Docket Management
Docket: 02N-0209 - Request for Comment on First Amendment Issues
Comment Number: EC -3

Accepted - Volume 1

Comment Record
Commentor Dr. James Schaller Date/Time 2002-05-20 02:17:03
Organization Chester County Research Center
Category Academic

Comments for FDA General
1. Are there arguments for regulating speech about drugs more comprehensively than, for example, about dietary supplements? What must an administrative record contain to sustain such a position? In particular, could FDA sustain a position that certain promotional speech about drugs is inherently misleading, unless it complies with FDA requirements? Does anything turn on whether the speech is made to learned intermediaries or to consumers? What is the evidentiary basis of such a distinction? As a clinician I feel you kept the best drug in the world--in its class--Moclobemide--out the the USA. It is the safest reversible MAOI anti-depressant. Not everyone responds to all the new Prozac copy-cats. A nutrient and drug should be able to make any claim about anything as long as they explain the basis for the claim. Useful for x based on use in 300 patients who knew they were getting the treatment. The tuning is over my head. The absurd notion that nutrients cannot claim health benefits is stupid 1930's medicine. Do you people read nutrition journals?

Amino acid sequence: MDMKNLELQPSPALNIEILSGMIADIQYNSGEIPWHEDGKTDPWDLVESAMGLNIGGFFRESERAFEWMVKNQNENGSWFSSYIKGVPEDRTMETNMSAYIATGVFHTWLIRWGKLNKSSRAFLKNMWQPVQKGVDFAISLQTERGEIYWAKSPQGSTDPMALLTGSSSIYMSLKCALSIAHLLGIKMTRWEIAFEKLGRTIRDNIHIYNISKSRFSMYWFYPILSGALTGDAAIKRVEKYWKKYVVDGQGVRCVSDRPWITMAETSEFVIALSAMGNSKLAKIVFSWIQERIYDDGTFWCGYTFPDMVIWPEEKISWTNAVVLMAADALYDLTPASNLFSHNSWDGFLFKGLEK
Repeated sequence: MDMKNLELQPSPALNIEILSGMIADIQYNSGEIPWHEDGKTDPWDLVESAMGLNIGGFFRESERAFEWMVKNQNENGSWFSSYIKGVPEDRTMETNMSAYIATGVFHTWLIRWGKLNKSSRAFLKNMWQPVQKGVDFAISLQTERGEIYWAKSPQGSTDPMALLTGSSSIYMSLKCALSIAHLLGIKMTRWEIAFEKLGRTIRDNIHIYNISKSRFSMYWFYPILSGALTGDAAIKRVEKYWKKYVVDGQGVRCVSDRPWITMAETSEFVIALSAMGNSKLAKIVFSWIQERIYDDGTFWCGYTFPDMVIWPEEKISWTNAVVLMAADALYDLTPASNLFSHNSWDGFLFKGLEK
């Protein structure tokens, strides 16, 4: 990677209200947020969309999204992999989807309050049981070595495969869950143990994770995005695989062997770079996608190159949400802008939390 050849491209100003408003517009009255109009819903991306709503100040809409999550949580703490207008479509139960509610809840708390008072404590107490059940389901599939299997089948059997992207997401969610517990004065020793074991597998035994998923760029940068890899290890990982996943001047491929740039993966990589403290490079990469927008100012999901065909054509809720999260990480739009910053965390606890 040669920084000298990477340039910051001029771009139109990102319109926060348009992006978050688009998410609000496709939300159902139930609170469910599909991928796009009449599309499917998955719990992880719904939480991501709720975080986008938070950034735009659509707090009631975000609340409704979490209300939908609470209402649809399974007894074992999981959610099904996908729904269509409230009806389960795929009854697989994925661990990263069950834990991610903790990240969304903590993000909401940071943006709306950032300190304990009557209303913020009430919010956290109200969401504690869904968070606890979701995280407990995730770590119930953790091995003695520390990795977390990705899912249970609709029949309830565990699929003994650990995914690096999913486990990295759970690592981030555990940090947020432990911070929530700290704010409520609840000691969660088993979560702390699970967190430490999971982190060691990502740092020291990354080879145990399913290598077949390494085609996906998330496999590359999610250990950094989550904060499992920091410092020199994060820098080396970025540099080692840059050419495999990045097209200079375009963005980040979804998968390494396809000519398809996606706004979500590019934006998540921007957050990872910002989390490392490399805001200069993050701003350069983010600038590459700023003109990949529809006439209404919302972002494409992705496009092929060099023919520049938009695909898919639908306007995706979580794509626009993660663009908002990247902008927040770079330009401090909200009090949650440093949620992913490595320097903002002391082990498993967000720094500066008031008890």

2. Is FDA's current position regarding direct-to-consumer and other advertisements consistent with empirical research on the effects of those advertisements, as well as with relevant legal authority? What are the positive and negative effects, if any, of industry's promotion of prescription drugs, biologics, and/or devices? Does the current regulatory approach and its implementation by industry lead to over-prescription of drugs? Do they increase physician visits or patient compliance with medication regimes? Do they cause patient visits that lead to treatment for under-diagnosed diseases? Does FDA's current approach and its implementation by industry lead to adequate treatment for under-diagnosed diseases? Do they lead to adequate patient understanding of the potential risks associated with use of drugs? Does FDA's current approach and its implementation by industry create any impediments to the ability of doctors to give optimal medical advice or prescribe optimal treatment? Leaflets should be provided to patients at MD office and pharmacy which state the risks and benefits and major risks in reasonable 6th grade english--1/30,000 have liver damage...... With crush of HMO's few doctors educate at all. Flying into next room in a fever......
3. May FDA distinguish claims concerning conventional foods from those relating to dietary supplements, taking into account limits on claims that can be made about foods in the Nutrition Labeling and Education Act, 21 U.S.C. 301, 321, 337, 343, 371? What must an administrative record contain to sustain or deny claims on food labels? How can information best be presented in a succinct but non-misleading fashion? To what extent do assertions in claims need qualifications or disclaimers added to the label to avoid any misconceptions that consumers may draw? Is there a basis to believe that consumers approach claims about conventional foods and dietary supplements differently? If you are so interested in foods and nutrients, test them for the presence of xenoestrogens, misc pesticides, potency falsehoods. Like does. For a fee that is not open to the public.

EC -3